Georgia Gov. Drops Mask Lawsuit Against Atlanta Mayor
Georgia Gov. Brian Kemp has withdrawn his lawsuit against the city of Atlanta over its mask mandate, but says he will instead sign an executive order that says local governments cannot force businesses to require that people wear the masks.
The lawsuit, which named Atlanta mayor Keisha Lance Bottoms and the City Council, was a legal tug of war between the two politicians. He had argued that local officials could not issue measures that were more stringent than his own executive orders.
Kemp reportedly dropped the lawsuit and decided to issue the new executive orders as negotiations between himself and Bottoms broke down.
“Unfortunately, the mayor has made it clear that she will not agree to a settlement that safeguards the rights of private property owners in Georgia,” said Kemp, according to the Atlanta Journal-Constitution. “We will continue to protect the lives and livelihoods of all Georgians.”
But Bottoms rejected Kemp’s statement as “woefully inaccurate” and said he was being intentionally misleading. But also that she was “grateful that this lawsuit has been withdrawn and the time and resources of our city and state can be better used to combat COVID-19.”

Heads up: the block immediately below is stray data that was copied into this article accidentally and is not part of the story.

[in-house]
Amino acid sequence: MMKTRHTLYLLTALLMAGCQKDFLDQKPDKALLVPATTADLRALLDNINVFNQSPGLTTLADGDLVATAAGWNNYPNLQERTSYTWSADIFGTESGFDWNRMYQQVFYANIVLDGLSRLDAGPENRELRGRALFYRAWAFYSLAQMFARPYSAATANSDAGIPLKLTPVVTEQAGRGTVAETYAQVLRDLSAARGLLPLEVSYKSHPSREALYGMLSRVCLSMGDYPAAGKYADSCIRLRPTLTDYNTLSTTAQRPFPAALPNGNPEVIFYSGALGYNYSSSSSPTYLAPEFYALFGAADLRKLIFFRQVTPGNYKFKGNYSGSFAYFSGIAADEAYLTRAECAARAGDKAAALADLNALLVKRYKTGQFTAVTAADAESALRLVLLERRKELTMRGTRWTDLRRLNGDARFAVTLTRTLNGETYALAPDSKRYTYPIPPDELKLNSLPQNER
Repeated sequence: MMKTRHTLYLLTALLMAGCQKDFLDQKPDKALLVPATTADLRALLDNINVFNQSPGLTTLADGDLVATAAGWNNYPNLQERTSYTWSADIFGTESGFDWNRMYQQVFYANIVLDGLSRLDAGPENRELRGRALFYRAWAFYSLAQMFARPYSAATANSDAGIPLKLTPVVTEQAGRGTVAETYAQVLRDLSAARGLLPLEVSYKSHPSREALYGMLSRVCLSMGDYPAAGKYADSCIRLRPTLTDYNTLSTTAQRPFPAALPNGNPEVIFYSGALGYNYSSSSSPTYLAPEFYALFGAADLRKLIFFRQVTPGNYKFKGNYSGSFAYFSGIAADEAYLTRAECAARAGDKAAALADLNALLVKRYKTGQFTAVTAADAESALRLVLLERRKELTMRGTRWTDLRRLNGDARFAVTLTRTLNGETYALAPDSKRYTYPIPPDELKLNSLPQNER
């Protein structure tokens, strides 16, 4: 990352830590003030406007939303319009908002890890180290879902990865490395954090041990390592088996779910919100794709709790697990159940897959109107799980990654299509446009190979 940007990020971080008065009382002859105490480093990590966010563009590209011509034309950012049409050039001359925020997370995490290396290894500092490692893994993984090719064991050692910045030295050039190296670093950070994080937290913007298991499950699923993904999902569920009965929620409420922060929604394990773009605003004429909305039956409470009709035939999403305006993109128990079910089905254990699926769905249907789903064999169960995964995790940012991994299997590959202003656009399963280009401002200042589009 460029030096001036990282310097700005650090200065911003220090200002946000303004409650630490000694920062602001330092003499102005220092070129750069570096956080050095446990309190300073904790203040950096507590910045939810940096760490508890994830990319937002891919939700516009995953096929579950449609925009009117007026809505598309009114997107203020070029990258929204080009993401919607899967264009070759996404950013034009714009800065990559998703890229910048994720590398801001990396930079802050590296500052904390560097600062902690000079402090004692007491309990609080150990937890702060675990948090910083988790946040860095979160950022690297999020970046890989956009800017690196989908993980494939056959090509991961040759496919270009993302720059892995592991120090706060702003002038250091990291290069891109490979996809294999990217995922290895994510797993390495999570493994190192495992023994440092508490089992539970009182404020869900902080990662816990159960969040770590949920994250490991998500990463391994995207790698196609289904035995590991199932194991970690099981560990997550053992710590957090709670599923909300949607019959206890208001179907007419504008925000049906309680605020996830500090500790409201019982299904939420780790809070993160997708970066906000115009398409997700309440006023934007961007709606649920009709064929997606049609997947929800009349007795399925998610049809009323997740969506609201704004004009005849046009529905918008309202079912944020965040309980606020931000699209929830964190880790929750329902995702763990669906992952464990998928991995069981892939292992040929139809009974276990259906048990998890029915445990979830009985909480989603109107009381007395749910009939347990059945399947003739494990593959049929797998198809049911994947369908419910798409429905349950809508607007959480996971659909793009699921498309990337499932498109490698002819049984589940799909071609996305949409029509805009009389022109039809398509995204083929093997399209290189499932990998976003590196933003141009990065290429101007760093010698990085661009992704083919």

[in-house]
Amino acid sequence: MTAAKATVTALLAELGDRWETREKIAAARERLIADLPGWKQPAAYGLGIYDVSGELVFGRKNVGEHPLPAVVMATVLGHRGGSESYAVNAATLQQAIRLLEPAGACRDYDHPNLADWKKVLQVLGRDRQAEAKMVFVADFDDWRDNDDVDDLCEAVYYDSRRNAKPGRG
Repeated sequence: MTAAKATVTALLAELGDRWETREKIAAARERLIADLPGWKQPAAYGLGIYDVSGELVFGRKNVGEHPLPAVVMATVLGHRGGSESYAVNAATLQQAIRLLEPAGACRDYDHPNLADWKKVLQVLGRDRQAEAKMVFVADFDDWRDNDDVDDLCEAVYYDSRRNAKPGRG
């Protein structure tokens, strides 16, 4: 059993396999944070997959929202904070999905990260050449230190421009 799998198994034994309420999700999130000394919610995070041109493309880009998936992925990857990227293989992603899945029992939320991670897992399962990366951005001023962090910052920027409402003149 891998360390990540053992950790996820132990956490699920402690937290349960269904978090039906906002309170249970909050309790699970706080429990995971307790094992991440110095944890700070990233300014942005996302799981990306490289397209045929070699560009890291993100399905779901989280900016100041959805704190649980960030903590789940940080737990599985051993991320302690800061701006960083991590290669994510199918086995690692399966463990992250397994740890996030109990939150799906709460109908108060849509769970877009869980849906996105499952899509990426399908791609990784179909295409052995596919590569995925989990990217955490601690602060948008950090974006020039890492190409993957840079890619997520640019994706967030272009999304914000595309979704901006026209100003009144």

Kemp had filed the lawsuit July 16, asking a judge to overturn Bottoms’ July 10 mask mandate, which orders people to wear them in public to mitigate the spread of coronavirus. The governor said the wearing of masks was strongly encouraged, but public officials could not mandate them.
He also tried to stop her from making public statements that she had the authority to issue such mandates. Bottoms, however, publicly balked at Kemp’s contention that his authority outranked hers and other mayors when it came to protecting citizens.
“I am not afraid of the city being sued and I’ll put our policies up against anyone’s, any day of the week,” Bottoms said when the suit was filed.
Kemp’s decision will allow Atlanta and other cities in Georgia to keep their mask mandates, but his order, which is scheduled to be signed Saturday (Aug. 14) will aim at trying to limit the mandates to government property, the AJC reported.